They walked back to the hillock and found Archie Callow asleep, flies on his nose and lips, the zipper of his shorts undone, one hand slid into his underwear.

‘Oi, Mouse,’ said Finch, ‘stop dreaming of your sister!’

‘Don’t be so coarse,’ said William. He crouched down and tapped the boy on the shoulder.

Callow opened his eyes with a start, took in a fast breath as though he knew he was done for.

‘If I catch any of you sleeping at your post again, I’ll throw the book at you,’ said William. ‘Do yourself up, Private. Have some self-respect.’

Back in his tent and alone again, William reached beneath the bed for the note and reread the words on the back. Absent: Private J. H. Kelly, 7 Section. Good reason to think foul play. Shame. What had happened to James? What had he done?

William turned the note over to the message from Bradley-Allen: Don’t waste your time out there, Marsh. Training is to include . . . He had been pushing his men hard, though he did not have a choice — he’d been given an order. But he also knew that they would soon be called to action; that was why they were in the desert. The men had to be prepared, they had to be ready. Still, they deserved a break; they should be given a few hours on the coast or by the Nile to swim and eat fresh food and do a spot of drinking and buy cigarettes — anything to make life in the army more bearable. Back at Holsworthy, William had observed that the officers who treated their men like machines never got the best out of them. An hour of leave was an investment in a day’s service; an hour of leave was an investment in effectiveness and respect. In the Egyptian desert, at the stores depot, William saw no reason to abandon that line of thinking.

The next morning, he put in the leave request by handing a note to a lorry driver who had come out from the Cairo area headquarters with a delivery of rations as well as a supply of bread and fruit and cooking equipment, including a stove — all of which was appreciated, but it was now clear to William that Lawrencetown would be in operation for longer than ‘a couple of days’.

Twenty-four hours later the same lorry driver returned, this time with a supply of small-arms ammunition. Bradley-Allen, who had been moved to Cairo, had refused the leave request. All in good time, Lieutenant, read the note on the back of a white napkin.

Later that day a group of children — a dozen of them, all dressed in long red tunics, the boys and the girls, the tall and the small — appeared at the gate. They were clutching metal buckets filled with dates and eggs; they also had with them bottles of what turned out to be a type of tea. Three girls were offering watermelons, and one of the boys had a large glass jar of milky liquid called ‘arak’. Mack Donovan did the negotiating and purchases were made, the other lads chipping in.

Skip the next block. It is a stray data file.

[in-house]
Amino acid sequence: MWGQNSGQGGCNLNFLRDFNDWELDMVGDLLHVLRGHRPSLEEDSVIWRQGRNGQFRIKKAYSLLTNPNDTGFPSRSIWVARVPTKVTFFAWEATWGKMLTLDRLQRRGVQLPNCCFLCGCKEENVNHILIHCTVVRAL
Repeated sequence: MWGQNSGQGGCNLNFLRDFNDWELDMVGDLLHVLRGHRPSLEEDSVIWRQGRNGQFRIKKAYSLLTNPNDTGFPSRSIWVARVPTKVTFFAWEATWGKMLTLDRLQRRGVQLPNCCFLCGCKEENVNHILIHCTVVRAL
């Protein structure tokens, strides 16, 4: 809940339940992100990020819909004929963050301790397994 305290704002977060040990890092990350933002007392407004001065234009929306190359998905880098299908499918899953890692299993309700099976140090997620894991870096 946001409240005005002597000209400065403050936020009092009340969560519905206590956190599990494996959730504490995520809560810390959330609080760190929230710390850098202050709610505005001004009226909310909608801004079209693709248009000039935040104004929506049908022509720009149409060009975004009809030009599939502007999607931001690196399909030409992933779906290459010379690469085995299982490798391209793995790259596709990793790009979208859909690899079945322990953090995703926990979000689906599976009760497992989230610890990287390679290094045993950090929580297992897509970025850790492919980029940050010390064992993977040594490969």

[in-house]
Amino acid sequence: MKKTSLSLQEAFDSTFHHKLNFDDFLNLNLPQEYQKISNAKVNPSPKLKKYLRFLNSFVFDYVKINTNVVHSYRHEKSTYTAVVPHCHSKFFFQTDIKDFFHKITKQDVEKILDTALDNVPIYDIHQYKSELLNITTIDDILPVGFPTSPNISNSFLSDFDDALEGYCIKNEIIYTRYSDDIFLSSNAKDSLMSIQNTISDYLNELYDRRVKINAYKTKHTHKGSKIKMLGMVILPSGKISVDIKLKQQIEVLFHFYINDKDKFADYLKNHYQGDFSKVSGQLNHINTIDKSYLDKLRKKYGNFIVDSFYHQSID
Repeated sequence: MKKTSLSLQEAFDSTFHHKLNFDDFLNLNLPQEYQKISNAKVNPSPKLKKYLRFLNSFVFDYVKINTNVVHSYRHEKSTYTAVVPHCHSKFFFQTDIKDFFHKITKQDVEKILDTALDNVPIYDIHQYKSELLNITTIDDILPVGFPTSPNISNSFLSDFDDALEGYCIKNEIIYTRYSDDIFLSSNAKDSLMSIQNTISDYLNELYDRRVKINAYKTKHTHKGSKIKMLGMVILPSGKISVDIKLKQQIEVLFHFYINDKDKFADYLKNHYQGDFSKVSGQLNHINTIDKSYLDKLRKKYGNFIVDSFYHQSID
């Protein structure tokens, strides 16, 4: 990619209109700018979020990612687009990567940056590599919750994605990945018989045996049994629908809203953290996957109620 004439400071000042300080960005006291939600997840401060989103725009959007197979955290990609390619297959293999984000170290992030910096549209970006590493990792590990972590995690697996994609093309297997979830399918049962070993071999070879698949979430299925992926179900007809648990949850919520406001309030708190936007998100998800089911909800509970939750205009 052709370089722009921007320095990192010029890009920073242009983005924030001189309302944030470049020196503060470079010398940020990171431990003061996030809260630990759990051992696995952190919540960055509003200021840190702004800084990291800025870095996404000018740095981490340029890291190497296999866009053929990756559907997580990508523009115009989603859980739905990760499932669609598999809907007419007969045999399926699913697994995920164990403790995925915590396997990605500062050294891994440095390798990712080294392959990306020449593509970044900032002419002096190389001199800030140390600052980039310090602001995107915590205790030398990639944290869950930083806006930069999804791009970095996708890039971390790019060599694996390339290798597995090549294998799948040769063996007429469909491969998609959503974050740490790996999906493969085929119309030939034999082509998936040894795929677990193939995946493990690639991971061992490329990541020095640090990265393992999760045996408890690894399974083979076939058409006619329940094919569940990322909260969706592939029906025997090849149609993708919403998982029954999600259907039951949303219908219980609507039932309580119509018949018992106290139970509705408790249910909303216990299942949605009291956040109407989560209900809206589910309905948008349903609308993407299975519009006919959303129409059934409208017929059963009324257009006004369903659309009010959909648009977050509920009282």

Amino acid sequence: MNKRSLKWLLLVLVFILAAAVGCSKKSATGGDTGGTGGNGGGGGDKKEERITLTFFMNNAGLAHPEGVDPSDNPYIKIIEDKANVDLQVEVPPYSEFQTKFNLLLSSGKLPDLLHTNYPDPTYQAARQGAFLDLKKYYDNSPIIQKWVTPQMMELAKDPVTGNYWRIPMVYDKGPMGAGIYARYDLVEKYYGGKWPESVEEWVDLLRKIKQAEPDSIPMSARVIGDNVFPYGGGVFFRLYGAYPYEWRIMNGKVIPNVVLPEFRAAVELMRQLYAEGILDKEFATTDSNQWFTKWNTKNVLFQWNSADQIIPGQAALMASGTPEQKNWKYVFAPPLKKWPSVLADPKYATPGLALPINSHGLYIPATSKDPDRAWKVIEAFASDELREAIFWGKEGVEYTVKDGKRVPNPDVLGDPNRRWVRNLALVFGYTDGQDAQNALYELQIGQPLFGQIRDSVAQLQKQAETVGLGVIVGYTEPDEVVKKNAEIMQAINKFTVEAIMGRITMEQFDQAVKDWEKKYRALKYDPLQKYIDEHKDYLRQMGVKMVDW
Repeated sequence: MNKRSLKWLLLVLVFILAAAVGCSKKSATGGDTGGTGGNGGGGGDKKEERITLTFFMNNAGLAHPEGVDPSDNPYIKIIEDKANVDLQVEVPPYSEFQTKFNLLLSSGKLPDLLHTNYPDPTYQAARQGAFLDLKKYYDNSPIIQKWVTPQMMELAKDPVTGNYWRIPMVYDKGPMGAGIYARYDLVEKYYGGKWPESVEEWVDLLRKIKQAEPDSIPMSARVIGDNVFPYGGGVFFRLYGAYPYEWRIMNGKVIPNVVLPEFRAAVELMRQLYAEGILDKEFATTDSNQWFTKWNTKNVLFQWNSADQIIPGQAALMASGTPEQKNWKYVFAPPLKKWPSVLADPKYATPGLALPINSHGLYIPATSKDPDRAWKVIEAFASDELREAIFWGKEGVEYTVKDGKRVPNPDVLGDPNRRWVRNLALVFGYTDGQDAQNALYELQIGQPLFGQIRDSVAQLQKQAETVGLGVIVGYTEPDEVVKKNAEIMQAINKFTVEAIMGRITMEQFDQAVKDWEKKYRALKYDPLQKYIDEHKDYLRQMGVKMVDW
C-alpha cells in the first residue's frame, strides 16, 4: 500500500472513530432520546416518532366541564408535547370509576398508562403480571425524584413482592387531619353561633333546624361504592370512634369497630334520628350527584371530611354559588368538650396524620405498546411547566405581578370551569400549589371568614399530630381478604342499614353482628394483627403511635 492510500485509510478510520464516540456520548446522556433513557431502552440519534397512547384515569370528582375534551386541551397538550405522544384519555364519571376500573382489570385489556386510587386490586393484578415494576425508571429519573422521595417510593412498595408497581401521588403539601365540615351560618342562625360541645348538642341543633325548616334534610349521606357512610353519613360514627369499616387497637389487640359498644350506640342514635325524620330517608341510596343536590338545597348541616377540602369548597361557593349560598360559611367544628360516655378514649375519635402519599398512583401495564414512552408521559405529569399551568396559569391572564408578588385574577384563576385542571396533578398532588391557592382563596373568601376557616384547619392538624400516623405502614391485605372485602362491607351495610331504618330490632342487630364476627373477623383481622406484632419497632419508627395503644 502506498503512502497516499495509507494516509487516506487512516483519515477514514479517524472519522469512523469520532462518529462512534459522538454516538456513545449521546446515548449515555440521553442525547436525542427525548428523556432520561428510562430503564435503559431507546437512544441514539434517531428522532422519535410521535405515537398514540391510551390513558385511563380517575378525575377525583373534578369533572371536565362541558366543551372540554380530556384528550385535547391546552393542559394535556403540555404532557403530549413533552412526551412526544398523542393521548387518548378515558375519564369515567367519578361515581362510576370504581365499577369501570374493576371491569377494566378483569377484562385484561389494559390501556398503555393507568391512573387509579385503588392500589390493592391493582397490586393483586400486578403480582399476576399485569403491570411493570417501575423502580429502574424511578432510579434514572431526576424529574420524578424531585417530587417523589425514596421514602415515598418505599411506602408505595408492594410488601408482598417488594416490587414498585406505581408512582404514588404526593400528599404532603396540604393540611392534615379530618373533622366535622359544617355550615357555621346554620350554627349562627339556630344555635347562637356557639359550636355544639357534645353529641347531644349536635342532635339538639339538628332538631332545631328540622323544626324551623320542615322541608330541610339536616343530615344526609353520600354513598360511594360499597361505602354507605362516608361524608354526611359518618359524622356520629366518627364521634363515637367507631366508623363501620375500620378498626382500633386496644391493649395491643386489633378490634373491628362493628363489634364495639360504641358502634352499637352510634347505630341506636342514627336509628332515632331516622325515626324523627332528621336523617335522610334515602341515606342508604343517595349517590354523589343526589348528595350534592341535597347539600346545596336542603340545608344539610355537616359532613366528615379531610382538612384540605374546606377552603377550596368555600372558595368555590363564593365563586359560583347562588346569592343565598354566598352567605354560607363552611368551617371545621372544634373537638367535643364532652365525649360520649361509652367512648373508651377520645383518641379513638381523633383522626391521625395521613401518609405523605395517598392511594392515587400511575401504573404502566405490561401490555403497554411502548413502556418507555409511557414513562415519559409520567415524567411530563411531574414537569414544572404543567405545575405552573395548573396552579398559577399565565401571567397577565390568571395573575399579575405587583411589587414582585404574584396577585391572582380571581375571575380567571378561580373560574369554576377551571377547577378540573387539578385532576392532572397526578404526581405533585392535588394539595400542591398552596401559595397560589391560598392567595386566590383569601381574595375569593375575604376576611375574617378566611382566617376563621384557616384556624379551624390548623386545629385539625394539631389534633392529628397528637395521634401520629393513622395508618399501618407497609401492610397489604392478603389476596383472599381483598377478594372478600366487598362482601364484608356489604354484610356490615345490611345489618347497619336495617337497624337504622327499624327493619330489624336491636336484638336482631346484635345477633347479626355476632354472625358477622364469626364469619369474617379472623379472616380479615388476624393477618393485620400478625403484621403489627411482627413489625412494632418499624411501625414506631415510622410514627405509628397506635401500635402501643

That night, Eric Donovan knocked up omelettes for tea; they were peppered with sand but no one commented.

Afterwards, William and the men tried the arak, passing the jar around. It was a dreadful drink, strong and bitter, and William could not stomach more than a mouthful. ‘I’m calling it quits,’ he told the lads, ‘but don’t overdo it, do you hear me?’

While William was lying on his camp bed, another line came to him from his father: Discipline is a great desire for success. Despite being a backbencher, Roy Marsh was a prominent voice in the United Australia Party, so he was indeed a man of discipline; he had also been described in the newspaper as ambitious, with friends in the highest places. But was discipline really a great desire for success? Or was it nothing more than adherence to rules — of the land, of the church — and to tradition? Those were questions that William had pondered more than once, though he made sure to keep them to himself.

Bodies of Men is published by Hachette, RRP $32.99.
Available at all good book stores and online as an ebook and audio download.

Tamara LazaroffTamara Lazaroff is a Brisbane-based writer of fiction and creative non-fiction. Her work has been published widely in Australian, New Zealand and UK journals, including Meanjin, Southerly, The Big Issue, Headland and The Wrong Quarterly. She has a particular interest in hidden histories, the migrant experience, queer and feminist themes, oral storytelling traditions and celebratory stories of social connectedness.